The exhibition examines the important role the Pantheon played in French artistic and political life from its foundation in 1744 well into the twentieth century. Coinciding with the international celebrations of the bicentennial of the French Revolution, the exhibition focuses on one of the central architectural episodes of the Revolution—the transformation of Saint Genevieve—J.-G. Soufflot’s controversial votive church, into the secular Pantheon of French national heroes.
The symbolic life of this public edifice is as much the subject of the exhibition as its design history. Newly-discovered material about the building’s construction and the debates that centred on its design and structure are combined with a focus on the shifting symbolic aims and political agendas of the actors who shape buildings and a country’s political self-image over time. The exhibition presents over three hundred objects, many from the collection of the CCA.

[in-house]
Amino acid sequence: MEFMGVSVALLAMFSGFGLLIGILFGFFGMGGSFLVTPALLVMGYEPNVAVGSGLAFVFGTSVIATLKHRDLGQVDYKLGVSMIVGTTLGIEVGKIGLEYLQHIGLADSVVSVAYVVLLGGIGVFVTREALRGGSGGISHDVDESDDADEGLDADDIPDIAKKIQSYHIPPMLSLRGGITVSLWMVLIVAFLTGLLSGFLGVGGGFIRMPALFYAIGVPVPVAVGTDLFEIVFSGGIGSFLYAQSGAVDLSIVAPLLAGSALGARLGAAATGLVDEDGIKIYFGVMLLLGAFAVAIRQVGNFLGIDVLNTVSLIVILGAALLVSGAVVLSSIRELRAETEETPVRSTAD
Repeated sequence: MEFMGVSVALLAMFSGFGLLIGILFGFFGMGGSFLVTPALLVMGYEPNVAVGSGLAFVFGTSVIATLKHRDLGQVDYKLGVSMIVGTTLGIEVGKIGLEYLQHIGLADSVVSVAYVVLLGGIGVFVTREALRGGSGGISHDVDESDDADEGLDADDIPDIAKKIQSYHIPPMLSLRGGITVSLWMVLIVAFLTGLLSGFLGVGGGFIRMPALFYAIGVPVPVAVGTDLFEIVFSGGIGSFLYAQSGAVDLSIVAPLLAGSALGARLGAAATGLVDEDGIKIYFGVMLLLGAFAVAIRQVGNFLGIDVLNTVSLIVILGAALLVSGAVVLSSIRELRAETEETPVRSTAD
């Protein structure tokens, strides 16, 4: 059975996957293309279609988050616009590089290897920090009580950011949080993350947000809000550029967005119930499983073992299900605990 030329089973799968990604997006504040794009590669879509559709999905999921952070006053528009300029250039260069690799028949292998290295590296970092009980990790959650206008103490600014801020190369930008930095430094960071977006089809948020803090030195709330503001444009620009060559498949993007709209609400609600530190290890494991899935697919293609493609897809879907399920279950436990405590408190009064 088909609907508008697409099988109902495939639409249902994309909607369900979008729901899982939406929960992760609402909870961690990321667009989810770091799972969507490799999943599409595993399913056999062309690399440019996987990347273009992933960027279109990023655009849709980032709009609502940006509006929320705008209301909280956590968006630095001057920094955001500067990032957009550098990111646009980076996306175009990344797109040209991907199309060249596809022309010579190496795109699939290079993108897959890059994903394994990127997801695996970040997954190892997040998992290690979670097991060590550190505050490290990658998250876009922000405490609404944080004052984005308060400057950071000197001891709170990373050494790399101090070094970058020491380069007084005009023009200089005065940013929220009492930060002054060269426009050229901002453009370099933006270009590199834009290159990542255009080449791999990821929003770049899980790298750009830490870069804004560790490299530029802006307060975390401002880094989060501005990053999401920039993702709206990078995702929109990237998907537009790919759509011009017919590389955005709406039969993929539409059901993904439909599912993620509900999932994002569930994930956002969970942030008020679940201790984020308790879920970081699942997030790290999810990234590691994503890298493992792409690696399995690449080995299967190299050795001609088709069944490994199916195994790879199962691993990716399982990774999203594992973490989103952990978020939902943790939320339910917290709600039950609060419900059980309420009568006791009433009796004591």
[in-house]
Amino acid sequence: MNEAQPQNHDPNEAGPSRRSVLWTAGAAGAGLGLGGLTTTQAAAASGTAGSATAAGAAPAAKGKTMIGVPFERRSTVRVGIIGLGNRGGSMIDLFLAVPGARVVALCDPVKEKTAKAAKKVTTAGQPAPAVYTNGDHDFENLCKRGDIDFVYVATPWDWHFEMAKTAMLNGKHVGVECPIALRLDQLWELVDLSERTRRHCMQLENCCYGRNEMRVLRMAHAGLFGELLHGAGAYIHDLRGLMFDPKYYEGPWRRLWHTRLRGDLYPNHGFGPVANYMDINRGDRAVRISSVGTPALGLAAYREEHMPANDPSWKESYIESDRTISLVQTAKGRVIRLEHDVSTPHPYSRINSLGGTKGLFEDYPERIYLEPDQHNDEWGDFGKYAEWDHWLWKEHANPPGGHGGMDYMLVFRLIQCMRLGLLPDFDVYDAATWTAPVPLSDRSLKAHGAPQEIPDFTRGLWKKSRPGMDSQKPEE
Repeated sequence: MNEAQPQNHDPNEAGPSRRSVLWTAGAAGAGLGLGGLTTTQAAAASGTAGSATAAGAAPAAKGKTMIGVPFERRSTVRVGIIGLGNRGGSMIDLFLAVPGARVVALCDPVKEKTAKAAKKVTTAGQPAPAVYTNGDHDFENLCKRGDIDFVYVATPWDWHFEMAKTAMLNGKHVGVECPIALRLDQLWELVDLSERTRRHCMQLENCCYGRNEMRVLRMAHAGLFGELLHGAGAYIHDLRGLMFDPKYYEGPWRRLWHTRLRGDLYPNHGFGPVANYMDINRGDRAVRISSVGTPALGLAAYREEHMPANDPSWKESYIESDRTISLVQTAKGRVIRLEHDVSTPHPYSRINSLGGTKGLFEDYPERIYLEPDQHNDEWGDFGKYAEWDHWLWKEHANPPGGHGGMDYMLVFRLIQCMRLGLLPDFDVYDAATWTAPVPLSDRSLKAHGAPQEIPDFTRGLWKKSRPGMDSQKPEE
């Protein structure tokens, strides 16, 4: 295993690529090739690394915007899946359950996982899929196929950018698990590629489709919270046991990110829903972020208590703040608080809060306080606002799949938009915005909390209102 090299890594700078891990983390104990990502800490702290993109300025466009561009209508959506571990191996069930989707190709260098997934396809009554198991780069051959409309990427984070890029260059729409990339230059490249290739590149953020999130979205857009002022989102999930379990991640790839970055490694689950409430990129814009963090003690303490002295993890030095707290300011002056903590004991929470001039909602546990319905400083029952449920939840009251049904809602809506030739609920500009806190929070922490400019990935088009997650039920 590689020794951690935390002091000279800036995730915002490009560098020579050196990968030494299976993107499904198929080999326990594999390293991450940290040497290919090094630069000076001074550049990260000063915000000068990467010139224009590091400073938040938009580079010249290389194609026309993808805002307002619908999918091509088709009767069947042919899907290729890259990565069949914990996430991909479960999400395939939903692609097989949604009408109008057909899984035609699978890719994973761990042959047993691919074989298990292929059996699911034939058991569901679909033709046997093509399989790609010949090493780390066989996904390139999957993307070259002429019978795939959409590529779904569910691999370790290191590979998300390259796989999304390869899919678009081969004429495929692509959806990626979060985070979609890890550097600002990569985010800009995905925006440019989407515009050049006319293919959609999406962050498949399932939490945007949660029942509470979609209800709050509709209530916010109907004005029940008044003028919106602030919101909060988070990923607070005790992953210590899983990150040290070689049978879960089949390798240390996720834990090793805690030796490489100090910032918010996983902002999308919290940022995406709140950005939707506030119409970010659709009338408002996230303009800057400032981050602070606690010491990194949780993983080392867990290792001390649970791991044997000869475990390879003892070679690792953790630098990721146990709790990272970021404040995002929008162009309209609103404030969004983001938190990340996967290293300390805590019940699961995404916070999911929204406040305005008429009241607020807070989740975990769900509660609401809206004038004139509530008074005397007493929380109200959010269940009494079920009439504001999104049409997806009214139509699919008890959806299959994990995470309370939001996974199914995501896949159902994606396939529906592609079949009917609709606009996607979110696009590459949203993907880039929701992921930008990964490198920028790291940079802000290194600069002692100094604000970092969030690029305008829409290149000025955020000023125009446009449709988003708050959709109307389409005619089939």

Curated by Barry Bergdoll, Columbia University. Exhibition design by Craig Laberge, National Gallery of Canada. Co-organized with the Caisse national des monuments historiques et des sites de France.